Vermont Lt. Gov. David Zuckerman (Vermont Progressive Party/Democratic) announced Monday that he would run for governor this year. Incumbent Gov. Phil Scott (R) is eligible to run for re-election but has not announced whether he will do so. In North Carolina, Lt. Gov. Dan Forest (R) is challenging incumbent Gov. Roy Cooper (D). Both are running in contested primaries; Forest faces state Rep. Holly Grange (R) while Cooper faces businessman Ernest Reeves (D).

A Zuckerman-Scott or a Forest-Cooper matchup would be the first time a state’s governor faced the lieutenant governor in the general election since Ballotpedia began coverage of state executive elections in 2010. During that period, there have been two times when a state’s governor faced the lieutenant governor in a primary election.

In 2011, then-West Virginia Gov. Joe Manchin’s (D) resignation prompted a special election for the remainder of Manchin’s term. Six candidates ran in the Democratic primary, including acting Gov. Earl Ray Tomblin (D) and acting Lt. Gov. Jeffrey Kessler (D). Tomblin won the primary with 40.4% of the vote and went on to win the special election in November and a full term the following year.

The other governor-lieutenant governor primary contest also involved a vacancy; after South Carolina Gov. Nikki Haley (R) resigned to serve as U.S. ambassador to the U.N., Henry McMaster (R) succeeded to the governorship. In the 2018 gubernatorial election, McMaster and Lt. Gov. Kevin Bryant (R) were among the five candidates seeking the Republican nomination. McMaster won the Republican nomination after advancing to a runoff against businessman John Warren (R) and went on to win a full term in the November election.

The responsibilities and selection process for the office of lieutenant governor vary widely from state to state. In 26 states, the lieutenant governor runs on a ticket with the governor, while in 17 states the office is elected separately. Of the 17 that elect governors and lieutenant governors separately, three—Louisiana, North Carolina, and Vermont—currently have a lieutenant governor of a separate party from the governor.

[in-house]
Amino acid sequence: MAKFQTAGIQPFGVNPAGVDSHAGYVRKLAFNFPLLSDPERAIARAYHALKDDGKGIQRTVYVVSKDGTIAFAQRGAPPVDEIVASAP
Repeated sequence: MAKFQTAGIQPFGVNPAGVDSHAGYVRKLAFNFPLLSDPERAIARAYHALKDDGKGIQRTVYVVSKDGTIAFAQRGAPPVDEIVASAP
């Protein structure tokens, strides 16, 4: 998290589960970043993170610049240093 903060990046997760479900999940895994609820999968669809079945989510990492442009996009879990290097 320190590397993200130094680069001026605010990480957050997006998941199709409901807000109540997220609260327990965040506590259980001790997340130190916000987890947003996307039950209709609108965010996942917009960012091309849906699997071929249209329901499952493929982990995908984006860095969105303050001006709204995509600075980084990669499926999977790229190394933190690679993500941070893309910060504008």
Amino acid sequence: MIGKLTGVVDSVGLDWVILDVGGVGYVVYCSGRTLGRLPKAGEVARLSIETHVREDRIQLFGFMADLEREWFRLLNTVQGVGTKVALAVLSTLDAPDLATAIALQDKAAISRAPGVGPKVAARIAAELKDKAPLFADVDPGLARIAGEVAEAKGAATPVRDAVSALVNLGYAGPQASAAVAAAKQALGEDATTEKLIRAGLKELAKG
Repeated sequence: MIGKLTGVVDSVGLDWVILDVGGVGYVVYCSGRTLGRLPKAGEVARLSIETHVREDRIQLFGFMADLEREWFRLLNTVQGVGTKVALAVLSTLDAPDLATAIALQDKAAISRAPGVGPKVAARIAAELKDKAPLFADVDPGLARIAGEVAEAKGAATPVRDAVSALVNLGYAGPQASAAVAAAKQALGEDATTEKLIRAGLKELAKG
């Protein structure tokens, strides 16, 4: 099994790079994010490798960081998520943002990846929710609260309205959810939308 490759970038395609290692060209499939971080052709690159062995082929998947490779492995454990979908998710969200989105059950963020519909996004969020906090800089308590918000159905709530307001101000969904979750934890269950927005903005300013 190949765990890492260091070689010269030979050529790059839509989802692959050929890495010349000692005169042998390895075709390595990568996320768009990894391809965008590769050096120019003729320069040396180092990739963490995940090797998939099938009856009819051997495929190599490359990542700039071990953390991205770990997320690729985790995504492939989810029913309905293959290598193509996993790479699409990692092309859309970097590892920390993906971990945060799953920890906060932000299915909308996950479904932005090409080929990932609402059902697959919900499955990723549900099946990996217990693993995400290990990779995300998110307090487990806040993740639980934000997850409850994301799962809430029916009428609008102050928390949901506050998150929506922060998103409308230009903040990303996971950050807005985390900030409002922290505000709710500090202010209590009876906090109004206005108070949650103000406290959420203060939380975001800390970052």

Five states do not have a lieutenant governor at all. Two of them—Arizona and Oregon—currently have a governor and secretary of state (the office next in line to the governorship in both states) of different parties. The remaining two states give the title of lieutenant governor to the state senate president.

Click here to learn more.

Additional reading:
Vermont gubernatorial election, 2020
North Carolina gubernatorial election, 2020
South Carolina gubernatorial and lieutenant gubernatorial election, 2018 (June 12 Republican Primary)
West Virginia special gubernatorial election, 2011



Grassley sworn in as speaker of the Iowa House

On January 13, 2020, Rep. Pat Grassley (R) was sworn in as speaker of the Iowa House of Representatives. House Republicans elected Grassley as speaker in October 2019 after Rep. Linda Upmeyer (R) announced she would step down as speaker at the end of 2019.

Grassley has served in the Iowa House of Representatives since 2007, representing District 50. He was most recently re-elected in November 2018.

All 100 seats of the Iowa House of Representatives are up for election in 2020. The current partisan composition of that chamber is 53 Republicans and 47 Democrats. Iowa has had a Republican state government trifecta since 2017, meaning the Republican party controls the governor’s office as well as a majority in both chambers of the Iowa General Assembly.

Click here to learn more.

Additional reading:
Iowa House of Representatives
Iowa House of Representatives elections, 2020
State government trifectas

 



Chief Justice John Roberts, U.S. senators sworn in for impeachment trial of President Donald Trump

The impeachment trial of President Donald Trump (R) began on Thursday when seven House impeachment managers, led by Rep. Adam Schiff (D-Calif.), presented to the U.S. Senate two articles of impeachment against Trump for abuse of power and obstruction of Congress.

Supreme Court Chief Justice John Roberts was sworn in as the presiding officer of the trial. Ninety-nine U.S. senators—Sen. James Inhofe (R-Okla.) was not present—were then sworn in by Roberts to serve as jurors.

The trial is expected to continue with opening statements on Jan. 21.

Trump is the third president in U.S. history to be impeached. President Andrew Johnson was acquitted in 1868 after being charged with violating the Tenure of Office Act. In 1999, President Bill Clinton was acquitted of two charges for perjury and obstruction of justice.

Click here to learn more.